Outcome:Eric was was named the primary residential parent.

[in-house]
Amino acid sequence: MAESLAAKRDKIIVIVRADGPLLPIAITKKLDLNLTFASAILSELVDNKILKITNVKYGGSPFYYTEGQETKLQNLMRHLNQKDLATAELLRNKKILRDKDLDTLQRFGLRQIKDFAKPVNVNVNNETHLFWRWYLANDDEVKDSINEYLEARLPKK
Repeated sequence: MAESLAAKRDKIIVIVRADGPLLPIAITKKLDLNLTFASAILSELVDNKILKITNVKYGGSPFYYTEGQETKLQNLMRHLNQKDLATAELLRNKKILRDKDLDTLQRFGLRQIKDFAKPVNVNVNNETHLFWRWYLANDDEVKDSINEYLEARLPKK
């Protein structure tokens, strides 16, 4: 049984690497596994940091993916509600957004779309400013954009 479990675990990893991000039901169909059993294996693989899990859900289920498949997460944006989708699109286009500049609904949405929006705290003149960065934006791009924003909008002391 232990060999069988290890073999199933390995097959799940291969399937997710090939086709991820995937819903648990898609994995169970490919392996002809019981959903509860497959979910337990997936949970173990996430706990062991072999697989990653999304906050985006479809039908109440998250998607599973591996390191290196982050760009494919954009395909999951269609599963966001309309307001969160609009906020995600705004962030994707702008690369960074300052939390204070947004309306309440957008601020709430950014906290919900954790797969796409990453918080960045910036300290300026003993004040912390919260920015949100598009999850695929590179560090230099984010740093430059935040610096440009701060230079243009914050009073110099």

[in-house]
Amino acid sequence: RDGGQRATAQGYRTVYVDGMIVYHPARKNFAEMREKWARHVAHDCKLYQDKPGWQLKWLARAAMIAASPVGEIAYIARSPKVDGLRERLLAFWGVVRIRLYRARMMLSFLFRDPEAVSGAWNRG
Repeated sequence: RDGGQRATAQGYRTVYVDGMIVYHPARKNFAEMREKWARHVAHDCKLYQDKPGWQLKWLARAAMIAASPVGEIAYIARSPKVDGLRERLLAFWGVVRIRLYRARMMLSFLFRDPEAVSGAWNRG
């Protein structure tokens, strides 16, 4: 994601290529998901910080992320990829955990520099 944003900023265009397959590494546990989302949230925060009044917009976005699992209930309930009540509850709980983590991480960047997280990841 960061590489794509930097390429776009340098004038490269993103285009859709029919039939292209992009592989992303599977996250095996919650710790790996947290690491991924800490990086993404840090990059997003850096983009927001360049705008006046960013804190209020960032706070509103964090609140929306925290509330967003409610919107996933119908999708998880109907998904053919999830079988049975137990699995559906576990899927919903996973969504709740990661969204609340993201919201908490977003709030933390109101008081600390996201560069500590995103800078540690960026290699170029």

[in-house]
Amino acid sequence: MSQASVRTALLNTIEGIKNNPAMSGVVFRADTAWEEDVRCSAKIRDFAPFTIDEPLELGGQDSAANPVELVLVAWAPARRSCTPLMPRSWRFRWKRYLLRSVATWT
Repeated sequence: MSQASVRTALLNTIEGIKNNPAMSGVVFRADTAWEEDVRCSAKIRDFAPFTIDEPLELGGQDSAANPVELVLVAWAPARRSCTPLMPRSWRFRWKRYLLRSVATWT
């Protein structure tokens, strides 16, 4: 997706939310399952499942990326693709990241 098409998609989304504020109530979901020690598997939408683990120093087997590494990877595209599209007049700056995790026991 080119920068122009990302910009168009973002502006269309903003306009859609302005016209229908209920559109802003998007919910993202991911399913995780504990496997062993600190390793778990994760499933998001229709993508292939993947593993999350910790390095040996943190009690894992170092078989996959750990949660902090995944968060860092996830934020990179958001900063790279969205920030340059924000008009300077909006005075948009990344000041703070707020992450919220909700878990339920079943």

Description:When Eric’s girlfriend of five years became pregnant, he was eager to do his best to be a good parent. During Mother’s pregnancy and once the baby arrived, Eric provided financial and emotional support to both her and his son. He developed an incredible bond with his baby. However, this was not enough to keep the child’s mother satisfied, and the parties’ relationship dissolved. The couple had a history of atypical abuse. Mother was the aggressor, both physically and emotionally. She often threatened to leave the state with the child in response to unmet or unsatisfactorily fulfilled demands. Fearing he may lose his son, Eric sued Mother for joint legal custody of the child. She responded by moving out of state to California, taking the child with her. As the case progressed, Eric began to lose hope that the child would be returned to Arizona. During his first hearing with the judge, Mother was not ordered back to Arizona. Eric resigned himself to the idea that the best result he could attain by seeing the matter through was a reasonable parenting time schedule. After attempting to resolve visitation issues with Mother during a court-ordered mediation, Eric realized the legal landscape had become too difficult for him to navigate alone. When he retained us, he had all but given up his initial desire to seek more than just parenting time. The mediation had resulted in a series of agreements that, on reflection, Eric realized were not fair. The first motion filed by this office was an objection to the report generated from the mediation. As we got to know Eric, it became obvious Mother was imposing her will so as to minimize Eric’s role in his son’s life. Moreover, this young woman had a serious, well-documented history of mental instability. We did not wish to exploit Mother’s mental health, but raised the issue as it pertained to her ability to effectively co-parent the child with Eric. Although Eric shared the details of his tumultuous relationship with Mother, we did not just have to take Eric’s word for it; this young woman had done plenty to incriminate herself. Once we explained to Eric just what his options truly were and assured him that no matter what he wanted, we would do our best to help get him there, Eric decided that he wanted sole custody of his son. The next step would be to prove our case. When trial finally commenced, Eric was certain of what he wanted, and we were certain that we had amassed as much proof in Eric’s favor as was possible. As the witnesses testified, the proper presentation of evidence was crucial; we only had two hours for trial and hundreds of pages of exhibits. We showed photographs of injuries sustained by Eric during an altercation with Mother, we submitted text messages as evidence and played profane voicemails left by Mother. As Mother’s angry voice filled the courtroom, it was apparent that we had struck a chord. Upon resting our case, the Judge was ready to rule immediately. Citing both the law and several of our proffered exhibits, the Judge determined that it would be in the best interests of the child to be returned to Eric without delay. Indeed, the court determined that Eric was the party most likely to allow meaningful contact with the other parent and that Mother’s anger management and mental health issues were relevant. Though Eric sought sole legal custody, the court awarded the parties joint legal custody, advising Mother that the designation could be changed if her behavior did not improve. Eric was named the primary residential parent. Eric was in elated shock. After nearly resigning himself to the idea that his child would grow up in California with only limited contact, thwarted even more by Mother’s inflexibility, Eric could finally be a real father to him. Eric’s goal was realized as a result of the evidence presented, the manner in which it was presented, and his earnest cooperation.